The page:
SDI stands for Serial Digital Interface. It’s used to transmit and receive digital audio and video. Beyond video and audio, SDI also transmits timecode and metadata.
Video is transmitted through a premium-grade coaxial cable and BNC connectors with Teflon insulation.
For optical fiber cables, ST, SC, and FC connectors may also be used.
An SDI signal may carry up to 4 separate audio signals alongside a video signal through a standard 75-ohm coaxial cable.
- 1 SDI History and Development
- 2 What’s the Difference Between SDI and HDMI?
- 3 Why is SDI Preferred in Professional Setups Instead of HDMI?
SDI History and Development
The SDI video standard was first introduced by the Society of Motion Picture and Television Engineers (SMPTE) in 1989.
Since then there has been a steady development of the standard as follows:
Standard Definition SDI
SD-SDI is the first standard introduced in 1981 under SMPTE 259M. Under this standard, video and embedded audio are sent and received at bitrates ranging from 177 Mbps and 270 Mbps. It’s popularly employed for 480i and 576i videos.
High Definition SDI
The HD SDI was introduced in 1998 under the SMPTE 292M standard. The video data rate supported is 1.5 Gbps. HD-SDI is often used with 720p and 1080i video.
Enhanced Definition SDI
This SMPTE 344M standard SDI is known as ED-SDI. It was introduced in 2000. Supporting a bitrate of 540 Mbps, it works well with 480p and 576p video formats,
Released under the SMPTE 372M in 2002, this standard delivers video at a data speed of dual 1.5 Gbps links, when combined offers 3 Gbps. It is mainly used for the 1080p video format.
3 Gbps SDI
As its name suggests, this standard delivers video at a speed of 3 Gbps. It was introduced in 2006 under the SMPTE 424M standard and is used with 1080p video.
6 Gbps SDI
This SDI standard was introduced in 2015 under SMPTE ST 2081. Data speed is 6Gbps. Two video resolutions suit this standard – 1080p at 60fps and 2160p at 30fps.
12 Gbps SDI
Like the 6Gbps version, this standard was introduced in 2015. Its standard is laid down in MPTE ST 2082. It supports video transmission at 12Gbps and is used for 2160p video at 60fps.
What’s the Difference Between SDI and HDMI?
SDI is often compared with HDMI because both are capable of transmitting high-quality video and audio (uncompressed and compressed) through a single cable.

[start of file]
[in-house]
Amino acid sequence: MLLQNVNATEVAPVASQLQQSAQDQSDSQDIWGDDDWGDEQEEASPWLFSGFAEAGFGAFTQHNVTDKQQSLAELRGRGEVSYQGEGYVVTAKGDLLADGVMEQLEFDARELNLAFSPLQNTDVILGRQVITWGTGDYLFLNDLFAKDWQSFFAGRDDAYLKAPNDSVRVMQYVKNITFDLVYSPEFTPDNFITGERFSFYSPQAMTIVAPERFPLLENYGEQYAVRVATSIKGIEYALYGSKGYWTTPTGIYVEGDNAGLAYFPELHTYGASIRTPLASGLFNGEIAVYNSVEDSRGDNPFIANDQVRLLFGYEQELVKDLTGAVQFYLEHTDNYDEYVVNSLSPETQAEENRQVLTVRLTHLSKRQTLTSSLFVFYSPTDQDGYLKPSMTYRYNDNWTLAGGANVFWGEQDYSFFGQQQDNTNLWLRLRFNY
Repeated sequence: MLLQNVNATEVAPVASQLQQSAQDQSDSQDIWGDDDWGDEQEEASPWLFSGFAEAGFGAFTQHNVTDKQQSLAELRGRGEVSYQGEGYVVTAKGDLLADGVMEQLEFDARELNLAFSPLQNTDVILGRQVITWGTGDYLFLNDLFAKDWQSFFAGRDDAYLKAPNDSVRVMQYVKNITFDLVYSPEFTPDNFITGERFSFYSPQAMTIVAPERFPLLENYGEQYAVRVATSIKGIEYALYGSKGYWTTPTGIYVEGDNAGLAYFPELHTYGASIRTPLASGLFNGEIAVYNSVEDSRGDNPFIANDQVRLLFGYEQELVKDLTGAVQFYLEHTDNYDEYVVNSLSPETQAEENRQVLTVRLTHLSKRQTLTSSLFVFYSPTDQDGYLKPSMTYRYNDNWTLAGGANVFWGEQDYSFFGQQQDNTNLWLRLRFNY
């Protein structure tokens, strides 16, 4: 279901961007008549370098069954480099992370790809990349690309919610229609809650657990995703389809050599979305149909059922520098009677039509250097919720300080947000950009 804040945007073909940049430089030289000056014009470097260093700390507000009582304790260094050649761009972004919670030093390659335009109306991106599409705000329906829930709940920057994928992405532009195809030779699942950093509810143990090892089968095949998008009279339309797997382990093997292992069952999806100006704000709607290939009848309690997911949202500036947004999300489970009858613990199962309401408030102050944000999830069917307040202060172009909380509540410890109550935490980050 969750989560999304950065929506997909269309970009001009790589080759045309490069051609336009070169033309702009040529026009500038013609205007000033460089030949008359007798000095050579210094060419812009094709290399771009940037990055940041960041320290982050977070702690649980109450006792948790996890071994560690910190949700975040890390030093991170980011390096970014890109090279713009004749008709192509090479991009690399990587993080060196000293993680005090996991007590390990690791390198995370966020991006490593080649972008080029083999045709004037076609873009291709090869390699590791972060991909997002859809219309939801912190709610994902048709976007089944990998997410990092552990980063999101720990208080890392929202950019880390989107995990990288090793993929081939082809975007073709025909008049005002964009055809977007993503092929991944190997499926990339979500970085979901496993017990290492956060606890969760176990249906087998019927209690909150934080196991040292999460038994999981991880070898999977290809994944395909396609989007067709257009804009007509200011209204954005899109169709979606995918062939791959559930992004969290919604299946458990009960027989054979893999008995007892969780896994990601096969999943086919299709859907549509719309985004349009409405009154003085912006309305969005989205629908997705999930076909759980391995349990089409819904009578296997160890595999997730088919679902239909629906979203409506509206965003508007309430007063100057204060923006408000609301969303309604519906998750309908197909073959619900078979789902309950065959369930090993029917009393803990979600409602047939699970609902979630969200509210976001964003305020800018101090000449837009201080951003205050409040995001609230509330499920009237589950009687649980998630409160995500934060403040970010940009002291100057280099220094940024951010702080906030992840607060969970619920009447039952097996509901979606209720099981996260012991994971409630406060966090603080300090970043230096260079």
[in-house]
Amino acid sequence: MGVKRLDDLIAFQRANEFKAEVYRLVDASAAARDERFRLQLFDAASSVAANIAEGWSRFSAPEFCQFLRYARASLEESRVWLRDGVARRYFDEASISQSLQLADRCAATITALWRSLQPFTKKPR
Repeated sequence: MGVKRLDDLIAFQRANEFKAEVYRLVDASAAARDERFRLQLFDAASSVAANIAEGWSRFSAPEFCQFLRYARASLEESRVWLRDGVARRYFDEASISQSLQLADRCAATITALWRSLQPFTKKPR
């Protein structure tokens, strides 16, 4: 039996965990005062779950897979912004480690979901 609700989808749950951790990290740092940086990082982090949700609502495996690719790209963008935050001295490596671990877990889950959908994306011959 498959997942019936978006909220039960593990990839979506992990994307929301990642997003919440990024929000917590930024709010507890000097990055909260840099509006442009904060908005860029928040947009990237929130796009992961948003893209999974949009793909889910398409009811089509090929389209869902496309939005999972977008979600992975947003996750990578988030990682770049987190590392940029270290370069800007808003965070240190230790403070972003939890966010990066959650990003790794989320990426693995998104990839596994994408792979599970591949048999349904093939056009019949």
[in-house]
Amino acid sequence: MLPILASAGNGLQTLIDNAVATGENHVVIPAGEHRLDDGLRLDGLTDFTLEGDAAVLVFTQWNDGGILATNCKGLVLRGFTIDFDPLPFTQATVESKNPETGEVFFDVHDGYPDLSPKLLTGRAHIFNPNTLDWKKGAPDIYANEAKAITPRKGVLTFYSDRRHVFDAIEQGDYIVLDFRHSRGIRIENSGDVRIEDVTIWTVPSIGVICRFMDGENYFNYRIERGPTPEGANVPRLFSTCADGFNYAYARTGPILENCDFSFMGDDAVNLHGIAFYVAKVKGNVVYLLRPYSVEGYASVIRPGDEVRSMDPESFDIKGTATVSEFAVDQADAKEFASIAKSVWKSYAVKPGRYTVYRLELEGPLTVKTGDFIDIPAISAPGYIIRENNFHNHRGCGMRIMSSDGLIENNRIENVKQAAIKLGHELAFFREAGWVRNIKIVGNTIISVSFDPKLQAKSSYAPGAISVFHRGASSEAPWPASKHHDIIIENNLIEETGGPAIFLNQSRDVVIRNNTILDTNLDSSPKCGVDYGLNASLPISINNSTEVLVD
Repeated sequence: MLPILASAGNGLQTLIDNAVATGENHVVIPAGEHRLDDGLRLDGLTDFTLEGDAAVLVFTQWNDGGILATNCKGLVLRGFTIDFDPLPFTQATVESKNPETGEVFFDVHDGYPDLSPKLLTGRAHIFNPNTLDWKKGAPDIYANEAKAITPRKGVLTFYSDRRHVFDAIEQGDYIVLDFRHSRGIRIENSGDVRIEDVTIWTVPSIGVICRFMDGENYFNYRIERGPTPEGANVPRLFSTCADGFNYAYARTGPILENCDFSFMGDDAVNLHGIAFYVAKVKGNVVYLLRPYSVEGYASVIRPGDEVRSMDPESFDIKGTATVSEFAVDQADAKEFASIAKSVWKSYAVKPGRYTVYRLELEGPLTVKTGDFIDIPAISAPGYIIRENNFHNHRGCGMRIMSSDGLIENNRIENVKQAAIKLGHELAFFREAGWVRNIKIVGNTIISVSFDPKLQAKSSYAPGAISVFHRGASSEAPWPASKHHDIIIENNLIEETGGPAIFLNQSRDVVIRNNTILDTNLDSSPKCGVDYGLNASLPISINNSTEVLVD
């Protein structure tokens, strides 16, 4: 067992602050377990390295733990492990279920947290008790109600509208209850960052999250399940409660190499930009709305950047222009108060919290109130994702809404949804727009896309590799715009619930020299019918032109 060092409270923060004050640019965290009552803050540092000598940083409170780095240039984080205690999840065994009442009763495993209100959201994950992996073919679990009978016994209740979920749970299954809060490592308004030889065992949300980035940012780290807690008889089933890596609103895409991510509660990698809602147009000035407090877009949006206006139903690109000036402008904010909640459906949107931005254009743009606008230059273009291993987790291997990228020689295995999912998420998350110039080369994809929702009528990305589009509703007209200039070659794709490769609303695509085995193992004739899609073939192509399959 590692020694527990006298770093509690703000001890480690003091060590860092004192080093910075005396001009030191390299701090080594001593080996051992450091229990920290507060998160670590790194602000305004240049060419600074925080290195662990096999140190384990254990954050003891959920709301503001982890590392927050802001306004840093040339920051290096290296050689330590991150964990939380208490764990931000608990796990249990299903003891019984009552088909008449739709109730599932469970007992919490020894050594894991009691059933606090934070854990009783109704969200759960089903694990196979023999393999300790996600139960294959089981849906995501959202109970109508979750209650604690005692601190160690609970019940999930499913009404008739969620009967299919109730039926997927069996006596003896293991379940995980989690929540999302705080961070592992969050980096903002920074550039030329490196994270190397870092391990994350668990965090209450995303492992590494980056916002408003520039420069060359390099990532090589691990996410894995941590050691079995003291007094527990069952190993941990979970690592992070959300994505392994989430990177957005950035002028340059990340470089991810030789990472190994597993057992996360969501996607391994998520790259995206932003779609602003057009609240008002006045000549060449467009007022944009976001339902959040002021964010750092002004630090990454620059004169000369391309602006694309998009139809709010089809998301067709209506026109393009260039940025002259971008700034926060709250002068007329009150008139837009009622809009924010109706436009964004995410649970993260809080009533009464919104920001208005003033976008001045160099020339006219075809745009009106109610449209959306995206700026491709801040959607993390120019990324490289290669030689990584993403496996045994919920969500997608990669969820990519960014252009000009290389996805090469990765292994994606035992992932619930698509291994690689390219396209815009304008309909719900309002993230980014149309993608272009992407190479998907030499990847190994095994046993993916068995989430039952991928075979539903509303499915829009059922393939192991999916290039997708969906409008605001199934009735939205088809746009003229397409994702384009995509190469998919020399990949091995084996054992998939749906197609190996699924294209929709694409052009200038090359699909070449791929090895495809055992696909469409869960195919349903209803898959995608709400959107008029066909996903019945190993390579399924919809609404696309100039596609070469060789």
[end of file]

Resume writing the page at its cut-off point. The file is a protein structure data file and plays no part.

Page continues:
But then there are differences between the two cables.
An HDMI connection, as you may be well aware, is found in consumer-level devices – HDTV, Blu-ray players, game consoles, TV boxes, and even computers.
SDI, on the other hand, is common in professional setups like broadcast studios and sound studios.
Different types of video data are transmitted by SDI and HDMI.
SDI transfers raw data whereas HDMI transfers picture or image data.
What do you mean by raw data? Raw data means the signal is transferred on 1s and 0s. This data is then sent to the recording monitor. The recorder then encodes it into an image that will be displayed on the monitor screen.
HDMI is cheaper to set up compared to SDI which requires expensive equipment. Also, coaxial cables are more expensive.
An HDMI signal is effective up to about 50 feet. Beyond that, you would need an amplification device to boost the signal.
SDI can run up to 100 feet and can be extended to 1000 feet if fiber optic is used.
HDMI uses a standard 19-pin connector, although there are other types like mini/micro-HDMI. Different HDMI versions support different video resolutions and frame rates.
For SDI with coaxial cable, the BNC (Bayonet Neill-Concelman) connector is used.
Why is SDI Preferred in Professional Setups Instead of HDMI?
Apart from the edge in terms of signal strength to cable length (useful for outdoor production), most pro-grade equipment use SDI as standard connections.
The BNC connector used by SDI has a physically secure connection. It has a tighter grip compared to HDMI.
So, there’s less risk of someone tripping over the cable and disconnecting it or someone accidentally pulling it out.